Fully autonomous cars may never be allowed on many public roads, according to BMW’s special representative to the UK, Ian Robertson.
Speaking at the Society of Motor Manufacturers and Traders (SMMT) Summit, Robertson highlighted BMW’s leading role in developing self-driving systems, but conceded that it may never be morally acceptable to leave the decision for unavoidable accidents to a machine. “Imagine a scenario where the car has to decide between hitting one person or the other — to choose whether to cause this death or that death,” he said. “What’s it going to do? Access the diary of one and ascertain they are terminally ill and so should be hit? I don’t think that situation will ever be allowed.”
BMW already has more than 40 vehicles testing on public roads running 660-mile (1000km) journeys routinely. However, Robertson revealed that, while the majority of the trips are completed without problems, the engineer on board has to intervene on average three times.
“That’s good, but we are working in a scenario where it has to be perfect,” he said. “If we are working towards a ‘brain off’ scenario, where perhaps we expect travellers to even sit in the back of the car and relax, then that clearly isn’t possible today, despite what some might tell you.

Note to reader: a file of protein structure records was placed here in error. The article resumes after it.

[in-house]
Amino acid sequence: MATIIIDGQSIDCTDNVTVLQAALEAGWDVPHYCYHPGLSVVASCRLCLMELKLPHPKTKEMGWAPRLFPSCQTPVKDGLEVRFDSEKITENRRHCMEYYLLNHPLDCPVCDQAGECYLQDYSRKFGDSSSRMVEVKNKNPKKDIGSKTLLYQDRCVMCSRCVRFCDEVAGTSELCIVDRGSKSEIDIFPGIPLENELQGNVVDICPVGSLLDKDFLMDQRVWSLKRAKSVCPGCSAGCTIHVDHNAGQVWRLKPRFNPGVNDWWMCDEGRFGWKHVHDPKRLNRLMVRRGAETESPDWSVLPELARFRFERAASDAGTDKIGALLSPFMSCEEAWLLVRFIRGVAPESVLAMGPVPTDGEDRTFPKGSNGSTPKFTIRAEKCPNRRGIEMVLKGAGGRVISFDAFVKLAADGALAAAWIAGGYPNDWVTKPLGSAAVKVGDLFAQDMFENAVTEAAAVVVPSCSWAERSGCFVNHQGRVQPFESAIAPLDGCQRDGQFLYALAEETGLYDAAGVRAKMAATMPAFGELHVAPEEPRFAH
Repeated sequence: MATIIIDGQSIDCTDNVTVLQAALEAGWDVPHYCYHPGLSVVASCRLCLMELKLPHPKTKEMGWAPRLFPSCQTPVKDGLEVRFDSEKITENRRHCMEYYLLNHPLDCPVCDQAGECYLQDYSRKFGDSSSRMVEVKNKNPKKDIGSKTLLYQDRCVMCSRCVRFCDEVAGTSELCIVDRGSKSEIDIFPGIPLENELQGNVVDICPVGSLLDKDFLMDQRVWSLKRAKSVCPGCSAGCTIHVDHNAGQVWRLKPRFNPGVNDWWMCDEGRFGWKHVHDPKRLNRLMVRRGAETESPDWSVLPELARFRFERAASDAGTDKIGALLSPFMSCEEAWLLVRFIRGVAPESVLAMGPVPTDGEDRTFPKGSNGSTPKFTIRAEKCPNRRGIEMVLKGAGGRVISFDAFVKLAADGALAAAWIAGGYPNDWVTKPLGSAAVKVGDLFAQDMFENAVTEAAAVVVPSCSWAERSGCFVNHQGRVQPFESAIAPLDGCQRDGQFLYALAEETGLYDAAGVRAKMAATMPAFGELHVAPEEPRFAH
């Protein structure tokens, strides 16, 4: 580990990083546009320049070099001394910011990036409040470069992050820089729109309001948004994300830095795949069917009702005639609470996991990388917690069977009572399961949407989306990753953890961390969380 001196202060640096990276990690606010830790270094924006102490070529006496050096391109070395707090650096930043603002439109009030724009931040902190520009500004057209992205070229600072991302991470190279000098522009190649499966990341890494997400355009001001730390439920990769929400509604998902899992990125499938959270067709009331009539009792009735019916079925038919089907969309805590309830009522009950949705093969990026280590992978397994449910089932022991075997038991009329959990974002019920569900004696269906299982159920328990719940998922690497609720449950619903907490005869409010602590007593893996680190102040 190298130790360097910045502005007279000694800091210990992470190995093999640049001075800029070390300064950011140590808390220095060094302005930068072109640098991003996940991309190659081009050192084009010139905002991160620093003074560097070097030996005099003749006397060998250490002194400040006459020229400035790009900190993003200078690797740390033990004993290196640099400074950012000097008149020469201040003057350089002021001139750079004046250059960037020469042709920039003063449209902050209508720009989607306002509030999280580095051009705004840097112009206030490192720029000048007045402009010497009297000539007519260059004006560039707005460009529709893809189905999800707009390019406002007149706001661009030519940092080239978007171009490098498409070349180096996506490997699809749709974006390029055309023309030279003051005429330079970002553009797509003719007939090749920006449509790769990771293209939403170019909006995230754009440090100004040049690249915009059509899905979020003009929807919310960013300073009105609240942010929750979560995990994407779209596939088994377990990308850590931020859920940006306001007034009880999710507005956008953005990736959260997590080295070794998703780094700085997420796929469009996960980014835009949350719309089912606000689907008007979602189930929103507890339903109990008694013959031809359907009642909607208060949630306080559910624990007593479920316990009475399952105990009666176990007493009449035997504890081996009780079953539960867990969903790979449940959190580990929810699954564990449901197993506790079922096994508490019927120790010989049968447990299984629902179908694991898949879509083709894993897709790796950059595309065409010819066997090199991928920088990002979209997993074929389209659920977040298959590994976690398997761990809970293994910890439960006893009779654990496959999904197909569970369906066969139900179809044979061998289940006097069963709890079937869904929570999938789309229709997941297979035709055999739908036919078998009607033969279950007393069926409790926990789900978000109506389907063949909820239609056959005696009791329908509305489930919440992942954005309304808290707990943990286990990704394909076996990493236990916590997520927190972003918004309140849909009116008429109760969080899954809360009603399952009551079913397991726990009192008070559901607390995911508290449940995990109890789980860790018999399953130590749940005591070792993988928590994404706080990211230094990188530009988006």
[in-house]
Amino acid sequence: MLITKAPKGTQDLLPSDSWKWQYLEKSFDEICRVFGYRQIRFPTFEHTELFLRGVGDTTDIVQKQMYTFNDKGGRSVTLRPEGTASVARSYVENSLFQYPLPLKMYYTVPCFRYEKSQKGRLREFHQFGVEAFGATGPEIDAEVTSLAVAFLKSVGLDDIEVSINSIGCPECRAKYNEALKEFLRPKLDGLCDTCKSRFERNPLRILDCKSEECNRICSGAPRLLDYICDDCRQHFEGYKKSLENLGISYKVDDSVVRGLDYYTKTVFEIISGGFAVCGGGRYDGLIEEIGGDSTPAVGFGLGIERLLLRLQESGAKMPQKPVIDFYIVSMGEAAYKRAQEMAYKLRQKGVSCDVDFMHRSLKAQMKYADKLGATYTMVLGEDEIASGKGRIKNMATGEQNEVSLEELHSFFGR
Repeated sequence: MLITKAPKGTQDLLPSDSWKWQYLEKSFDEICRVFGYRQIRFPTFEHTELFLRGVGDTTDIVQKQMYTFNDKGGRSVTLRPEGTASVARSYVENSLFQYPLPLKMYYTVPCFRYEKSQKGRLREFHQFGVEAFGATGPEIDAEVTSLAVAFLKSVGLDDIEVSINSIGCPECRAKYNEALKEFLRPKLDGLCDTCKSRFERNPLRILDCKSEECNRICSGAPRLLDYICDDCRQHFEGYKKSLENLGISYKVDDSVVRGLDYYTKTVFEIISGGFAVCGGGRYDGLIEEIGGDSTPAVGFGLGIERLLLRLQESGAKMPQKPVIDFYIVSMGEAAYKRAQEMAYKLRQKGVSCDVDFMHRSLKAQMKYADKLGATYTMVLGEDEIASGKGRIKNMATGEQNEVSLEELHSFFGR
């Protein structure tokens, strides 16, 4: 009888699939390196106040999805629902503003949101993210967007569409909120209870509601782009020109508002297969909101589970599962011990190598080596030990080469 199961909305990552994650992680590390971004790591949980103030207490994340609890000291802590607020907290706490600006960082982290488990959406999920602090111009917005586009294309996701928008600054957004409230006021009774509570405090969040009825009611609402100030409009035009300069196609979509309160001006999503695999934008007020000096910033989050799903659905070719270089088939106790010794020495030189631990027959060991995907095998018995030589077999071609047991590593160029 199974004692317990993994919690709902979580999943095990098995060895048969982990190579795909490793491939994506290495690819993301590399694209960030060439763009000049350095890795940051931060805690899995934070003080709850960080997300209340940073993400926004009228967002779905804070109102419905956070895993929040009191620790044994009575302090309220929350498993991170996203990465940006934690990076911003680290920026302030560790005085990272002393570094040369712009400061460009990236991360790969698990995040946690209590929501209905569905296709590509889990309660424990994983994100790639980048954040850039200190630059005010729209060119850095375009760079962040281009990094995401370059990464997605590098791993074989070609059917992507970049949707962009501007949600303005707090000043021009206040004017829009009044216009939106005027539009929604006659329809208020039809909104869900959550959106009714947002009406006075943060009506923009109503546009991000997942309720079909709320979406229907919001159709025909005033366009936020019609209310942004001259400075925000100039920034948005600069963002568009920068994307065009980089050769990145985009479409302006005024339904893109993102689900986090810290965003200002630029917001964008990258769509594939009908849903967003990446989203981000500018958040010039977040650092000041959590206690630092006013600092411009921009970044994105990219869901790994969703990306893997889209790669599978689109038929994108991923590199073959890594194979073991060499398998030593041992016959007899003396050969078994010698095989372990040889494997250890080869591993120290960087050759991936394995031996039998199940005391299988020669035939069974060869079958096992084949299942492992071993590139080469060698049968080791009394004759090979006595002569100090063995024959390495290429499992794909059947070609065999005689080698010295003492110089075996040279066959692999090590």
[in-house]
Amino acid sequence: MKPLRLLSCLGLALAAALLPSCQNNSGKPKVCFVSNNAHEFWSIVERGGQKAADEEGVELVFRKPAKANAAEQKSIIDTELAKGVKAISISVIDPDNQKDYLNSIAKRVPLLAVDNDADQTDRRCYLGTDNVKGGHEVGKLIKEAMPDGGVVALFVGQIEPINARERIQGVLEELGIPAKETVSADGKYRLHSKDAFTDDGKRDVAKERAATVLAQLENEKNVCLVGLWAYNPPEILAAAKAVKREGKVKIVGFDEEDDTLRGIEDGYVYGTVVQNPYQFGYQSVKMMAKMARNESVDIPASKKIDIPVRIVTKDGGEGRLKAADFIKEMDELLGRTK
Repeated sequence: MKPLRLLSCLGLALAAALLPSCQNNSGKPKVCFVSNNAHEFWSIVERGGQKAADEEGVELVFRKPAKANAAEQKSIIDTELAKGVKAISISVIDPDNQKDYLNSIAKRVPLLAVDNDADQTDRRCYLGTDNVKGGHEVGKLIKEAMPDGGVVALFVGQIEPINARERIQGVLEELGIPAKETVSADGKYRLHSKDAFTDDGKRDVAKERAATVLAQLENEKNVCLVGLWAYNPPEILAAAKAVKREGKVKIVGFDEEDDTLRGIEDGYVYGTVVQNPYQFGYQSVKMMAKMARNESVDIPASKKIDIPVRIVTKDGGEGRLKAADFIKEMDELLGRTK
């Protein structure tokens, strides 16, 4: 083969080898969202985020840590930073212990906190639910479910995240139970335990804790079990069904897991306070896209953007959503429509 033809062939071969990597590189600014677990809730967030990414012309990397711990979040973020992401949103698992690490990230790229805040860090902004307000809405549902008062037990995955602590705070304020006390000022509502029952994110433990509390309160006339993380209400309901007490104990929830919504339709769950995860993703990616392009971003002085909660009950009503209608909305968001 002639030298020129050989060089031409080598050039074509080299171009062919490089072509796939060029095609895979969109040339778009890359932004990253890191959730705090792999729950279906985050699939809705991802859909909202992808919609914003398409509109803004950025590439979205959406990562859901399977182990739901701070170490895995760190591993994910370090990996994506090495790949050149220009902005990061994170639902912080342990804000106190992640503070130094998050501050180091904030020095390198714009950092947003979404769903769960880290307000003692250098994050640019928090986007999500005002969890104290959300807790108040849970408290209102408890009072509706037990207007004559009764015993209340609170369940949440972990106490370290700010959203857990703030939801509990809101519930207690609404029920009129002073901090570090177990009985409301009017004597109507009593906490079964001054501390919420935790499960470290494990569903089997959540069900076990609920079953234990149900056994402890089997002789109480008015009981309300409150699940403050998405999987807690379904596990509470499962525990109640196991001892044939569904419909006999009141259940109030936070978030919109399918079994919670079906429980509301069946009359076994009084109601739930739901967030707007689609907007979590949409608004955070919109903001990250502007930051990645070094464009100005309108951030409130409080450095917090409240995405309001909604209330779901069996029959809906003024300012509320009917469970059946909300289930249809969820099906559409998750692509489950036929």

“Then there is the overarching consideration of the regulators that we need to consider. In the UK, the government is encouraging autonomous testing — even if some of its fundamentals go against the Highway Code, the fabric of our laws. They know we are in a race to take leadership and that opening up to testing could have significant benefits.
“But I believe that in the long term, the regulators will step in and set boundaries about how far we can go. It might be to allow it only on motorways, as they are the most controlled environments.
Or perhaps they’d essentially ‘rope off’ parts of cities to allow autonomous cars into controlled areas, where the consequences for pedestrians are controlled.”
While still BMW’s sales and marketing chief last year, Robertson stated that he could never see a scenario where the firm made cars without steering wheels.
He instead suggested that the occupants would always want the option of choosing to drive themselves.